UNILORIN Don Invents Surgical Procedure for VVF Treatment




A professor at the Department of Obstetrics and Gynaecology, University of Ilorin, Kwara State, Professor Munirdeen Ijaiya has revealed inventing a surgical procedure for the treatment of Vesico Vaginal Fistula.


He made this known in his paper presented at the 243rd Inaugural Lecture entitled ‘The Leaking Pipes as Avoidable Tragedy of Womanhood; The Odyssey of a Fistula Surgeon’ in the institution on Friday.


The News Agency of Nigeria reports that VVF is a childbirth complication that causes an abnormal fistulous tract extending between the bladder and the vagina, and which allows the continuous, involuntary discharge of urine into the vaginal vault.


The condition represents significant morbidity in female urology, with continual wetness, odour and discomfort, causing serious social problems.


The UNILORIN don, who teaches in the Faculty of Clinical Sciences, College of Health Sciences of the institution said the treatment procedure invention is named ‘M. Ijaiya’s Technique’.

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According to him, the technique treats a rare and difficult juxta cervical VVF involving the anterior lip of the cervix where the posterior lip of the cervix is used for fistula closure.


He said, “Over time, I have perfected the skill of fistula repair, as evidenced by a marked reduction in surgery time and a near 100 per cent success rate in recent years, irrespective of the complexity of the fistula.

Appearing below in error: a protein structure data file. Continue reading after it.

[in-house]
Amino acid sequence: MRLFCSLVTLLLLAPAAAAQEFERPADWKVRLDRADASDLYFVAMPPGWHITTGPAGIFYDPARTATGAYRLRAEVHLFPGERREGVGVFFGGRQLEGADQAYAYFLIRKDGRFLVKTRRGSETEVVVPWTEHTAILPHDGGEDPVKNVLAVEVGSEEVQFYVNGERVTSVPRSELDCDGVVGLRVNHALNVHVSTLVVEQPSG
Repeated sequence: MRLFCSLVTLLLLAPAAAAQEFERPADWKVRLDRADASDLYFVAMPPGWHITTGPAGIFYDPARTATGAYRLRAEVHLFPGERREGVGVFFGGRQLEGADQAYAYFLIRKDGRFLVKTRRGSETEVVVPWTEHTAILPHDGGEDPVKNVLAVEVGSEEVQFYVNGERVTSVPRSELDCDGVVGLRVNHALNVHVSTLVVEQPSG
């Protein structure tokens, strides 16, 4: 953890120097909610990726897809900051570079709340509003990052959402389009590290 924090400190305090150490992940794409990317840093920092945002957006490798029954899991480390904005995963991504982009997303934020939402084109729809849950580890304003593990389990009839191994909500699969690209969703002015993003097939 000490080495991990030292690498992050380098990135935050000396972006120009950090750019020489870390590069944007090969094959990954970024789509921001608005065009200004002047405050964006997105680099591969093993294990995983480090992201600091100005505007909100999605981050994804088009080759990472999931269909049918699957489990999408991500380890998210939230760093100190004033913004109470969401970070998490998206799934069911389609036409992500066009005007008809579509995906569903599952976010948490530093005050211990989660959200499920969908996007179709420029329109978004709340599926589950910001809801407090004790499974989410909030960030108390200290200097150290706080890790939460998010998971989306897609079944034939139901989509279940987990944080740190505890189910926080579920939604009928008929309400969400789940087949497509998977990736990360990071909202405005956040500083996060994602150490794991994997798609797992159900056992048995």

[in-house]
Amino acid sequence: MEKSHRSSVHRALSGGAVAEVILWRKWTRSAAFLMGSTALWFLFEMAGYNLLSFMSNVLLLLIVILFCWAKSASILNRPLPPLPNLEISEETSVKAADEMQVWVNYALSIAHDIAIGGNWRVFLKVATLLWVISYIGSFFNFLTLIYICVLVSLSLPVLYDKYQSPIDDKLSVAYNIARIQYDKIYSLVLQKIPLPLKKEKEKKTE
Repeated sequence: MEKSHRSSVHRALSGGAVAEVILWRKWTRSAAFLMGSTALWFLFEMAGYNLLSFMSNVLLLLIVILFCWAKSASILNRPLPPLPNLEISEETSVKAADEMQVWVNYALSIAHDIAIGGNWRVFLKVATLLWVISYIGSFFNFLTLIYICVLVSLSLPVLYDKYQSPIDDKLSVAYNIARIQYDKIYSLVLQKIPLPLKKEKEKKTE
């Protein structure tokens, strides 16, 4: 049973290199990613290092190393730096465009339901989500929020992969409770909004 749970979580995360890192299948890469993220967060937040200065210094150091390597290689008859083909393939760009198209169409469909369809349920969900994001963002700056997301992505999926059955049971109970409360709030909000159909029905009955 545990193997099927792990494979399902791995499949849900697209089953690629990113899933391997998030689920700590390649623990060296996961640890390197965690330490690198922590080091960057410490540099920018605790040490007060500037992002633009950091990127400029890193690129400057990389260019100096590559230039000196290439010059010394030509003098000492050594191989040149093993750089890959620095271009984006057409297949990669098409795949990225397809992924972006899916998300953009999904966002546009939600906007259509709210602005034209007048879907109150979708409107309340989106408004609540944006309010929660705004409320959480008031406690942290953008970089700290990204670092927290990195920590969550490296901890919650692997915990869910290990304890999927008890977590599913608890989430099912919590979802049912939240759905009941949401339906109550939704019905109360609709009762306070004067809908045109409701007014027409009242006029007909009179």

“Obstetrics Fistula or VVF is an abnormal connection between the vagina and urinary bladder or between the vagina and rectum.


“This may develop after prolonged obstructed labour and complications, which leads to continuous urinary or faecal leakage.

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“OF is as old as womanhood; it dates back from antiquity, while the cause is related to procreation.”


Ijaiya revealed that reports indicated that an estimated 150,000 Nigerian women live with VVF, and 12,000 new cases occur annually.


He added that available data also reveals that the disease is prevalent in the Northern part of the country, as well as Akwa Ibom and Ebonyi in the Southern part.


“The social class of women, poverty, illiteracy, ignorance, the availability and the strong cultural opposition to caesarean deliveries are some of the determinants,” he added.


The expert lamented that most patients suffer from unnecessary and avoidable psychological complications such as loss of self-esteem, divorce, or separation and depression.


“The patient’s husband and sometimes their families desert them because the continuous urine leakage and odour make them socially unacceptable.

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“It is believed that they have brought shame and dishonour to their families, therefore, they are shunned by society and eventually become social outcasts.


“In spite of successful fistula repair, some patients cannot enjoy a happy married life because of painful sex.”


Ijaiya, therefore, appealed to the government to make fistula repair services accessible, free or affordable as many of them are indigent.


He advocated for organised outreach surgeries where fistula surgeons and obstetrics fistula cases would be pooled to reduce the cases.


He added that corporate bodies, NGOs, universities, teaching hospitals and individuals could provide support for the pool effort of fistula repair.








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